CHICAGO (CBS) — Frequent fliers should soon be able to avoid the hassle of removing their shoes or belts, or taking their laptops out of their luggage when they pass through security checkpoints at O’Hare International Airport and dozens of other airports.
As CBS 2’s Suzanne Le Mignot reports, frequent fliers who meet certain requirements could soon enroll in a new federal program that could be in place by the end of the year at 28 airports nationwide, including O’Hare.
To take part in the Transportation Security Administration’s “PreCheck” program those fliers would have to undergo rigorous background checks and take part in an interview before they are enrolled.
The program is already in place at seven airports, but only for passengers on Delta or American airlines.
It’s a familiar routine for airline passengers to wait in long lines at security and take off their shoes and belts and take their laptops out of their bags for screening.
But, for frequent travelers enrolling in the TSA PreCheck program, all of those security formalities could be a thing of the past.
U.S. Homeland Security Secretary Janet Napolitano said, “This could include no longer having to remove shoes, laptops, jackets or belts.”
Traveler Jerry Jennings said, “Oh, that would be a great thing. I’d really enjoy that. It would be a time saver.”
The TSA has tested the PreCheck program at seven of the nation’s busiest airports. The goal is to add the program at O’Hare and 27 other airports this year.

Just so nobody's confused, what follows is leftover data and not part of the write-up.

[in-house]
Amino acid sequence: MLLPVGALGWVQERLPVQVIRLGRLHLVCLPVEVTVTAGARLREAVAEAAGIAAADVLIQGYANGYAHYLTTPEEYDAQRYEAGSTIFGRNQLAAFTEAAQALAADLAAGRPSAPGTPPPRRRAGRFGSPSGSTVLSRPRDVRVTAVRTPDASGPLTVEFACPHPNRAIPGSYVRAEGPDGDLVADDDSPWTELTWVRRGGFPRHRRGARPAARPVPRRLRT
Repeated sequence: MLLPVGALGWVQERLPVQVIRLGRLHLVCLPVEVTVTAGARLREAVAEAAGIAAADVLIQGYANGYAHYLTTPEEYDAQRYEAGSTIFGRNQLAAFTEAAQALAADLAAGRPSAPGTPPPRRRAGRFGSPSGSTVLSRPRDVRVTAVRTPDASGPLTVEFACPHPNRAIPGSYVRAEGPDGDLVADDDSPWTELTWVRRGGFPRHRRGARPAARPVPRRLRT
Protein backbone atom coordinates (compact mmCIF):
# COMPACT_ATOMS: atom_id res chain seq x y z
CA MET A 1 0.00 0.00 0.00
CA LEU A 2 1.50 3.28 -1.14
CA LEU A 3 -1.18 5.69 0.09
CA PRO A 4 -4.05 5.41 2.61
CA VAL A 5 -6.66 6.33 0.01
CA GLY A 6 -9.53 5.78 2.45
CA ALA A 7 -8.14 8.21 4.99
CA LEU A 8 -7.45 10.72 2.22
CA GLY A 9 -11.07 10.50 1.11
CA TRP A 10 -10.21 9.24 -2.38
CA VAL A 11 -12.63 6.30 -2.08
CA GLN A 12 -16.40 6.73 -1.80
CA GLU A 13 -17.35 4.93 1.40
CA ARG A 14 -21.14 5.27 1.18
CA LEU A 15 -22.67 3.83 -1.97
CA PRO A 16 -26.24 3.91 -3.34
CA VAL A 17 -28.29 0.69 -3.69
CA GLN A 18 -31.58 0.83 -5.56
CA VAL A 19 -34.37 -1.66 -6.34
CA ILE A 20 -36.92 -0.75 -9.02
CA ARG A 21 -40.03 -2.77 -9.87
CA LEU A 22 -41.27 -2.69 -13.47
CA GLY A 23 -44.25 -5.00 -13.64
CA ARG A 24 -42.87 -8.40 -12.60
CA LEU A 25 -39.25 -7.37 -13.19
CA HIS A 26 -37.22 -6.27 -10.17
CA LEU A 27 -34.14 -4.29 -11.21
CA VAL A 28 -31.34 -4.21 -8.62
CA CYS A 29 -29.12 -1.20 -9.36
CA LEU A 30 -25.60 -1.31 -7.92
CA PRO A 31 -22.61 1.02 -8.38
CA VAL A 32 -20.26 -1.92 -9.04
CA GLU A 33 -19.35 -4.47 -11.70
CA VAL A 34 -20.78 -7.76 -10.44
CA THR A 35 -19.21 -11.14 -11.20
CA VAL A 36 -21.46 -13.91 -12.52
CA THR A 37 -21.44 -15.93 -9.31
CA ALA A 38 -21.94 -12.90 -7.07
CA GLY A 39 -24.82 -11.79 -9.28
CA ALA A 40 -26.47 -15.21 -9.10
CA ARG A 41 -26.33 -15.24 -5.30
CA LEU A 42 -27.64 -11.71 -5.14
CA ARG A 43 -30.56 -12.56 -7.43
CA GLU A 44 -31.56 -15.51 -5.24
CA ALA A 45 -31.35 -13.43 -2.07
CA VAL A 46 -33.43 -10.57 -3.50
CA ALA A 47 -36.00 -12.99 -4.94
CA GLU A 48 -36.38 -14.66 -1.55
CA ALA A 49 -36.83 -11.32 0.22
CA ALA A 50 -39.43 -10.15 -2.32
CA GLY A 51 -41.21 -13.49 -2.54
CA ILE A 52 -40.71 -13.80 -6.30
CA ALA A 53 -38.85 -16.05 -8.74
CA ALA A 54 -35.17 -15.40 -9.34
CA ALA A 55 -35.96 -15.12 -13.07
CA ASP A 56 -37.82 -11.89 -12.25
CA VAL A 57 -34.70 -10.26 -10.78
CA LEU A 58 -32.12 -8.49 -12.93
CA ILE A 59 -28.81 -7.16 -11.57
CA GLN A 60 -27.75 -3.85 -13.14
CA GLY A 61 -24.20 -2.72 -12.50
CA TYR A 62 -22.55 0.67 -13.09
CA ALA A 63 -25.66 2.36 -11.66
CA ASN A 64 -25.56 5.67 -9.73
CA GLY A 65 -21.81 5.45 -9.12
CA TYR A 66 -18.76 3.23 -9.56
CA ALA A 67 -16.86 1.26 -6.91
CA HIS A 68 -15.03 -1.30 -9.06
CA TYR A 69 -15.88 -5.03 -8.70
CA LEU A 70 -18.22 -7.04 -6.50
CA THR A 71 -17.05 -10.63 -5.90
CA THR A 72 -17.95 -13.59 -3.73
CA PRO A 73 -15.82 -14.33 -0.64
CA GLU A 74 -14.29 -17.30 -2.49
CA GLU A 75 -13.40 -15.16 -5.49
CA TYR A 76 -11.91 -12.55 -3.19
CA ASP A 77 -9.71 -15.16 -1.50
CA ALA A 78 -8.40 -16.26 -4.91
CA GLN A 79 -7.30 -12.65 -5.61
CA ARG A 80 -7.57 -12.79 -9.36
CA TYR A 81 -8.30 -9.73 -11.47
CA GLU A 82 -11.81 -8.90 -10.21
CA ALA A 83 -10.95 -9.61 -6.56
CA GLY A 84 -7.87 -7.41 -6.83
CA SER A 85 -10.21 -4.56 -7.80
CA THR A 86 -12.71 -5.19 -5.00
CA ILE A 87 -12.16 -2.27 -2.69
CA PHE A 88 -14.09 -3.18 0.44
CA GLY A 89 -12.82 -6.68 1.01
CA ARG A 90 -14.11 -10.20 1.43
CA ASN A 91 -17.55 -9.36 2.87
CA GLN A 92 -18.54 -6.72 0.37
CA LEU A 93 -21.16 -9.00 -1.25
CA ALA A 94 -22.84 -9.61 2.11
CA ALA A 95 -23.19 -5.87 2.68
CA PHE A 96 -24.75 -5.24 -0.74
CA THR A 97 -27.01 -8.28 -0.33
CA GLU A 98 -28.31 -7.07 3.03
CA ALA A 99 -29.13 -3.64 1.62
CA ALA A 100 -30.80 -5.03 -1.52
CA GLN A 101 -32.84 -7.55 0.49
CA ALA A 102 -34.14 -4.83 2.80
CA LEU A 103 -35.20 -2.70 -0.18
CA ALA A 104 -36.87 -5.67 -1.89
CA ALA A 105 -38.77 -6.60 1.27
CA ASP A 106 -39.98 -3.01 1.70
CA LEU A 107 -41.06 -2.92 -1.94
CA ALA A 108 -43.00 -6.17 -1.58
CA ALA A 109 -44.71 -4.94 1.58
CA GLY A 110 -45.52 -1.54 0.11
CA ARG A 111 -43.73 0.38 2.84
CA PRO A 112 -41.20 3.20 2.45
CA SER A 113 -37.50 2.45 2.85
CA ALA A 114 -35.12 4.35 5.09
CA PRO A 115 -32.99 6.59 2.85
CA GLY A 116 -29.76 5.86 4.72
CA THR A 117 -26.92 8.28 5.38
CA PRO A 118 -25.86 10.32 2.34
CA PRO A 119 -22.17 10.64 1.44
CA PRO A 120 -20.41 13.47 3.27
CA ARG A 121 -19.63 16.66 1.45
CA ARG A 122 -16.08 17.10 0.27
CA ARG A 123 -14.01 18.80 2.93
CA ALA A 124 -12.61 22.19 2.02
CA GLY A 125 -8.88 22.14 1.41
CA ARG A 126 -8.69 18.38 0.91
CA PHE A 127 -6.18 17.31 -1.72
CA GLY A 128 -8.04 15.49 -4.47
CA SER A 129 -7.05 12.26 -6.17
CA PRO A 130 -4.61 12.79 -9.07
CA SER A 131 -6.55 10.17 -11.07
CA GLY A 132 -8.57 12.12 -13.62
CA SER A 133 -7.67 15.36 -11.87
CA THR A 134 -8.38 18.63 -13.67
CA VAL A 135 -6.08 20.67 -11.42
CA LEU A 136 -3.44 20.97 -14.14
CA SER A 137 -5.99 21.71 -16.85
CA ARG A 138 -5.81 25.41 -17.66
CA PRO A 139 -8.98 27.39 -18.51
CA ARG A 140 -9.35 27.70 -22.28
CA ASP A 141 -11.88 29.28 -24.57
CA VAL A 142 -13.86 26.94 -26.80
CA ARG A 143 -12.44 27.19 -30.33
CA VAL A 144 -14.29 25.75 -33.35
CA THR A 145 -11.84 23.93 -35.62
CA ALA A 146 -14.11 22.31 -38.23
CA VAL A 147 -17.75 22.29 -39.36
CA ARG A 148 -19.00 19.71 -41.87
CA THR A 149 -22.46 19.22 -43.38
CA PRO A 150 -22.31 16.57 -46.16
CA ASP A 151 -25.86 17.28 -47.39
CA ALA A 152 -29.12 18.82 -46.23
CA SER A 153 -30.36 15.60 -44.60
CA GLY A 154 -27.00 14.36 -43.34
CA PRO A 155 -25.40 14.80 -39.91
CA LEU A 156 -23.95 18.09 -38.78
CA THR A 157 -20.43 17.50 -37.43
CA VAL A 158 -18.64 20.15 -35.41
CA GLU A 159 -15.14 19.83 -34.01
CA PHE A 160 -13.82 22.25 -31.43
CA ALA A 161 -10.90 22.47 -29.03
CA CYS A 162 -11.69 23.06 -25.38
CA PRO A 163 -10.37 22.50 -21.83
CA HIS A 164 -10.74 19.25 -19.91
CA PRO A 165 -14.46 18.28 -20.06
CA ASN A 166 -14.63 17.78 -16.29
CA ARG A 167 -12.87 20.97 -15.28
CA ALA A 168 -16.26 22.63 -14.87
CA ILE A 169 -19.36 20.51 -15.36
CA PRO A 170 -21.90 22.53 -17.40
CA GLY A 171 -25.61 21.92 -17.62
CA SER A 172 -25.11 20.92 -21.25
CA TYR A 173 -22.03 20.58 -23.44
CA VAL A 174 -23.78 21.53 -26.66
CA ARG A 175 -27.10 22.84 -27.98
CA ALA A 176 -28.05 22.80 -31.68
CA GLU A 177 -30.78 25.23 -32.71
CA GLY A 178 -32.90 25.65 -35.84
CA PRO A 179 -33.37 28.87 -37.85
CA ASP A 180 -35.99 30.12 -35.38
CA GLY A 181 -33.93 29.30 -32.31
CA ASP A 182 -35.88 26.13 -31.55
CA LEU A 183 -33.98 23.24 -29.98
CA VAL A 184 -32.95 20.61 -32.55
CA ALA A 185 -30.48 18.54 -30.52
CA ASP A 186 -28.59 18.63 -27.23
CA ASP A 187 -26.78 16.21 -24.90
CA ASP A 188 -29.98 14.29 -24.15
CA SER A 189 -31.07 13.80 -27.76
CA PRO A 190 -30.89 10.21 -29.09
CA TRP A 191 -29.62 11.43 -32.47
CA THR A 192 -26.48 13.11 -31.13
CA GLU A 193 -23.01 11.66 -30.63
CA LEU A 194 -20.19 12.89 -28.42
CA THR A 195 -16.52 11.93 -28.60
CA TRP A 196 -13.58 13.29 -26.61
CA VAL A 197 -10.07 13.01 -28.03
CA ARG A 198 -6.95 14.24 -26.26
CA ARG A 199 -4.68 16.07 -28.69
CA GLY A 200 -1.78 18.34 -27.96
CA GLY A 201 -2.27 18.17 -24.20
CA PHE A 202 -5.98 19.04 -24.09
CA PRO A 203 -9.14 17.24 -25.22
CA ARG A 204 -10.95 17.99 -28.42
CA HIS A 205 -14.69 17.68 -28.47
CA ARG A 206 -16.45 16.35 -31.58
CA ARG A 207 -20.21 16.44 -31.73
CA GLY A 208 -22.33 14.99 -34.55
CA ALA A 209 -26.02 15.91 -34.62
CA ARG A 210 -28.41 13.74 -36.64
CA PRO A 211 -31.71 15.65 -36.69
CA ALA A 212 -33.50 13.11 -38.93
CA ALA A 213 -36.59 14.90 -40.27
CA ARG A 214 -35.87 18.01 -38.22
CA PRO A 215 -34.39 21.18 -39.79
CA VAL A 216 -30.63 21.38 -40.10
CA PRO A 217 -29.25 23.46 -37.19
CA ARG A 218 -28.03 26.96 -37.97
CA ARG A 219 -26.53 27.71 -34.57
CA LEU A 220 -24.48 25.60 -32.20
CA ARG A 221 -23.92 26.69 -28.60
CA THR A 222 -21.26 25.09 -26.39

United, U.S. Airways and Alaska Airlines would take part. Frequent fliers would need to register at globalentery.gov and provide personal information.
“As long as they have all of my information in the system, I think they should let business travelers check in, in this expedited way,” Jennings said.
While some passengers said they see the benefits in this program, there are some who have concerns.
“It is a little odd that some people have to go through one step and others that don’t. So, I do have a problem with that,” Mitchell Roberts said.
TSA Administrator John S. Pistole said, “What TSA PreCheck does is it allows us to spend more time on those that we know the least about – only name, date of birth, and gender – through a secure flight, or that we know the most about because they are on a terrorist watch list.”
Those enrolled in the program will have their information embedded in the bar code of their boarding pass, so they may enter a TSA PreCheck lane to get through security faster.